Warren Buffett is 73 years old and his career as a stock market operator and investor now spans 62 years. He bought his first shares at the age of 11.

Buffett is a personal adviser to Arnold Schwarzenegger, the governor of California, and an economic adviser to Senator John Kerry, who may become the next president of the United States.

Buffett's success as an adviser and investor seems to know no bounds. He is also thought to be the second-richest man in the world, slightly behind Microsoft's Bill Gates - and he may well overtake Gates in the riches in the not-too-distant future.

Buffett's long career in the stock markets has not always been plain sailing, and there were times when his investment approach came in for severe criticism.

A case in point was the recent dot.com bubble. Buffett wanted no part in the market frenzy involving technology companies. His approach was ridiculed and many people suggested that he was out of touch and "just didn't get it".

At the time, Buffett said: "The fact is that a bubble market has allowed the creation of bubble companies, entities designed more with an eye to making money off investors rather than for them." He also called the frenzy over technology shares "a mass hallucination - by far the biggest in my lifetime".

It is also instructive to review Buffett's behaviour during an earlier period of market over-exuberance in the mid to late 1960s. Many of the participants in the market were newcomers, who were too young to have been hurt by the great crash of 1929 and the subsequent depression. This generation of speculators pushed the market to excessive levels.

Buffett's reaction was unusual. In 1960, Buffett said he could not find any undervalued companies, and so he dissolved the investment partnership he was running and returned the capital to the partners. However, Buffett retained his investment in Berkshire Hathaway, a textile company. He distributed Berkshire Hathaway shares to his former partners, along with a note stating that he would involve himself with running the company.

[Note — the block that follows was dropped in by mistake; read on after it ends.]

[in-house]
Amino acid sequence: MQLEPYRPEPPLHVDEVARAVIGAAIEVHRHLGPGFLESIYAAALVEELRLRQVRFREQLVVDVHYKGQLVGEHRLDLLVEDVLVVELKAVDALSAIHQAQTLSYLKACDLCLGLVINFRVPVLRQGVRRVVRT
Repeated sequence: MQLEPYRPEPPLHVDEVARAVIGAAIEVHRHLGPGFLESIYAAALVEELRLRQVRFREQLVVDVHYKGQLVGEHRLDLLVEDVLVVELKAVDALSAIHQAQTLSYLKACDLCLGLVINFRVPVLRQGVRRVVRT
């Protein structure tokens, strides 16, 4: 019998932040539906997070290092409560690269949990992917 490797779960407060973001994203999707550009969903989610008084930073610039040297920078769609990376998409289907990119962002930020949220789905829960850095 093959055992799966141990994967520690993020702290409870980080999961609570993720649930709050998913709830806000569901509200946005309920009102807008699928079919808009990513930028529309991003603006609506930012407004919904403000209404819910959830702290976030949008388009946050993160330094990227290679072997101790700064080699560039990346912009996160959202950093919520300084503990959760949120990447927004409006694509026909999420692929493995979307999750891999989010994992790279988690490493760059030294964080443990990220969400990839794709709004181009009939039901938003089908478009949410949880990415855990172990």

Berkshire Hathaway became Buffett's investment vehicle for a life-long investing career. It is now one of the largest and most profitable companies in the world.

Buffett's largest investments have been in insurance companies. Buffett's expertise in risk assessment and investing premiums goes some way to explain how what was once an obscure textile company has become a pre-eminent player in the insurance industry.

Over the past 12 months, Buffett's investment strategy has undergone an interesting change. Buffett said that until last year, he had never found it necessary to buy foreign currencies. However, by the end of 2003, Berkshire had $12 billion in foreign currencies (not US dollars). In May this year, Buffett noted that Berkshire had, since the year end, added "more than a little bit" to its foreign currency holdings. Although Buffett won't be drawn on which currencies he is buying, his strategy means he thinks the dollar's weakness will continue for the long term.

It becomes even more fascinating to watch Buffett's progress as his economic - and now political - influence grows each year.

Charles Ellis, a noted investment manager and writer, has this to say: "Warren Buffett is surely the greatest investor of this century - not so much because he built a great fortune within a free market as because he has shared his important thinking with us, and has openly demonstrated the sagacity and courage so vital to success. Berkshire Hathaway has been my largest, longest investment. Warren has been my best teacher."